We believe the key to this problem is to be found in our Lord’s first commission to His twelve apostles (Matthew 10:1-7). Here the apostles were specifically instructed: “Go not into the way of the Gentiles, and into any city of the Samaritans enter ye not” (Matthew 10:5).
While our Lord had as yet sent forth only these twelve, this rule would, of course, apply to any Jew, even though those who were indifferent or antagonistic to His claims would not recognize it.
As we know, our Lord Himself also kept aloof from the Gentiles during His earthly ministry. He did help one Gentile man and one Gentile woman, but they came to Him for help, and at least in the latter case He made it very clear that He had not been sent “but unto the lost sheep of the house of Israel” (Matthew 15:24).
We know that our Lord did not follow this course because of lack of love or pity for the Gentiles, but because He recognized the divine plan of the covenant and prophecy to send salvation to the Gentiles through redeemed Israel (Genesis 22:17-18; Zechariah 8:13, 23; etc.). So far as the revealed program of God was concerned, Israel must first be saved before salvation could be sent to the Gentiles. Thus our Lord said to the Gentile woman referred to above: “Let the children first be filled” (Mark 7:27).
Our Lord did not change all this after His resurrection, for under the so-called “great commission” the apostles were explicitly instructed to begin their ministry with Israel (Luke 24:47; Acts 1:8). This was with the assumption, of course, that Israel would now receive Christ, and that salvation could then also be sent to the Gentiles, Surely Peter makes it clear in Acts 3:25-26, that Israel must first be saved, so that salvation might flow through her to the Gentiles.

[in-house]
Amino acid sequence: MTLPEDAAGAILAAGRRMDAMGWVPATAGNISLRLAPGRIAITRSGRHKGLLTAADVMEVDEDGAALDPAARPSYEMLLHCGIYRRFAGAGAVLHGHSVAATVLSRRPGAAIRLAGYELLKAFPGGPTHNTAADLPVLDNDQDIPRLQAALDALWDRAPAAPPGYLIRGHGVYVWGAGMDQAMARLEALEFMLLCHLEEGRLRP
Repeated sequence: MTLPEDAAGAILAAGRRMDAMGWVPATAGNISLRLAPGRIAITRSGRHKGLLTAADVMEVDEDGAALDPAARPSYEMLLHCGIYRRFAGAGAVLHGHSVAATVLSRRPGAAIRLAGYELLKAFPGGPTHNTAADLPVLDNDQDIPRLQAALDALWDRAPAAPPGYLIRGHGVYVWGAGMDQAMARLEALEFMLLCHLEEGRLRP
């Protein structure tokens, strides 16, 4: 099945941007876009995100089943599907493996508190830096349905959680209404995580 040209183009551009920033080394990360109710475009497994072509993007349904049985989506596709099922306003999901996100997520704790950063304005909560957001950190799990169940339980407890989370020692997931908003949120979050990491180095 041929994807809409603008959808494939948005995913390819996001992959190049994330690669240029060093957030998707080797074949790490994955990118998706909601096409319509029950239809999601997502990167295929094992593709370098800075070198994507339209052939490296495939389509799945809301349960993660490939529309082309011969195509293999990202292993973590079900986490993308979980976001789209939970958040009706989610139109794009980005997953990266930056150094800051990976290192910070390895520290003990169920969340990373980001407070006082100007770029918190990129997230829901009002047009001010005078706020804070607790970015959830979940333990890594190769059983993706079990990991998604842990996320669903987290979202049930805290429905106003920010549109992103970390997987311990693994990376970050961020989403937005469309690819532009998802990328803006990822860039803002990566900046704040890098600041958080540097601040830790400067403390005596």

In view of this, it is natural that Peter had considered it “unlawful” to go to the Gentiles, for Israel had certainly not yet been saved. Indeed Israel had declared war on Christ (Acts 8:1-3).
But now the prophetic program was to be interrupted by the dispensation of the grace of God. God, in infinite grace, had already reached down to save Saul, the leader of the rebellion, with a view to sending him to the Gentiles, Israel’s obstinacy notwithstanding. To pave the way for this and to ensure the recognition of Paul’s subsequent ministry by the twelve, God had now sent Peter to the Gentiles, even though Israel remained unrepentant.
Peter, then had been in perfect harmony with the will of His Master, and was in perfect harmony with it still as he now went to the Gentiles. Note carefully the exact wording of his statement in Acts 10:28: ” … it is an unlawful thing for a man that is a Jew to keep company, or come unto one of another nation; BUT God has sowed me that I should not call any man common or unclean.”
How did God show Peter that he should go to these Gentiles even though his labors with Israel had not been successful? Was it by opening his eyes to Old Testament truth? Was it by the so-called “great commission”? No, it was by a special vision. — Stam, pages 86-89.